Instead, she felt only a detached sort of outrage. And shame, of course. Always shame.
You’ve failed. Even in this, you have failed.
“We are not sacking you,” Mariella was saying. Her voice sounded like an echo, like the distant racket of a train through a dark tunnel. “It has simply been suggested that you take a break—”
“A break?” Lizzie interrupted, her voice sharp. Somewhere in the corner of her mind, she heard her mother’s severe tones: Elizabeth. You are losing control.
Didn’t matter. All of a sudden, Lizzie was quite sick of control. Simply look where it had gotten her, i
“A break,” she said again, huffing out a bitter little laugh. “Every dancer knows what that means.” She shot to her feet, anger burning through through the fog of detachment. “I’ve gained… what, three inches at the waist? Four at most.” Five. But who gave a fuck? “I am still the best dancer here, and you know it. There will be no break, Mariella.”
“Ah, Betta,” the ballet mistress murmured. The low words might as well have been a whip crack, so attuned was Lizzie to this woman’s voice. “You misunderstand,” she said, her lyrical accent stretching out each word. “Some things are more important than the way you look.”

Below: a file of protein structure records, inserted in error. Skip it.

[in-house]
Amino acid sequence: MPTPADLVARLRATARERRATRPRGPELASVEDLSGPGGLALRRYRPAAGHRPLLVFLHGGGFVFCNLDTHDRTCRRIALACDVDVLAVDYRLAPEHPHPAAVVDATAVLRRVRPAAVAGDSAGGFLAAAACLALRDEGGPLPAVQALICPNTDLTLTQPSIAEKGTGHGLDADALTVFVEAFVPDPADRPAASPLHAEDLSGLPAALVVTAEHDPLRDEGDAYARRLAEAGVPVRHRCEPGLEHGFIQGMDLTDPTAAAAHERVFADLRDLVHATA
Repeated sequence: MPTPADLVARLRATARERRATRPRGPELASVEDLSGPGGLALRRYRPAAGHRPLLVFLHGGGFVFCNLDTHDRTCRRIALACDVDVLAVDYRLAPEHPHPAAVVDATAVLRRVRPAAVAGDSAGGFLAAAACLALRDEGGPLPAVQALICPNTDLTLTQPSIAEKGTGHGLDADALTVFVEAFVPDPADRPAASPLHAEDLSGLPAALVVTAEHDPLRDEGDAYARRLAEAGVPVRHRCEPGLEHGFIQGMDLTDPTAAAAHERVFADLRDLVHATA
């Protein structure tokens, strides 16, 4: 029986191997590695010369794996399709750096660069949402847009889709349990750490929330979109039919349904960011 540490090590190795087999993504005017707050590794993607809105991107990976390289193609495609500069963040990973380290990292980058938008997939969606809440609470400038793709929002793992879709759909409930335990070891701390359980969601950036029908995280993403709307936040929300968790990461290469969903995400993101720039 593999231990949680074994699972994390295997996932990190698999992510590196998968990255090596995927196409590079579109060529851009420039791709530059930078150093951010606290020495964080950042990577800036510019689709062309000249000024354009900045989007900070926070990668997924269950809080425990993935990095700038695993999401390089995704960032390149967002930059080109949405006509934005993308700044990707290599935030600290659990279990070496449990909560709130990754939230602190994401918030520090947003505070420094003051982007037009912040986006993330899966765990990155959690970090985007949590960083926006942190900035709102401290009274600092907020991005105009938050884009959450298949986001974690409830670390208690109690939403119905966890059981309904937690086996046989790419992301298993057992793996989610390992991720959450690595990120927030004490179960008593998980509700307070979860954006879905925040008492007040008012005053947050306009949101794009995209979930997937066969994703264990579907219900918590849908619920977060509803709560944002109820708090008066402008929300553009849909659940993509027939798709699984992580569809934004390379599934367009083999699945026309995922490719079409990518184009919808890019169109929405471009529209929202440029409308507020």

Lizzie couldn’t hold back her laughter at that outright lie. “We all know that’s not true, Mariella. No need to be delicate about it. If you want me to lose weight, say so.” Lizzie’s mind ran through calculations that had become painfully familiar in the past few months. She considered carbohydrates, calories, practice sessions… “I’ll need time,” she finished. “That’s all.”
But Mariella was shaking her head. “Time will not heal your sickness,” she said gently. It was the gentleness that hurt the most.
Lizzie sucked in a breath, ignoring her mother’s voice—school your emotions, child—as the implication of those words sank in. She turned accusing eyes towards Ellen, who was blushing fiercely.
“You told?” Lizzie demanded.
Despite her red cheeks, Ellen refused to back down. “I had to,” she insisted. “I'm sorry. You aren't looking after yourself.”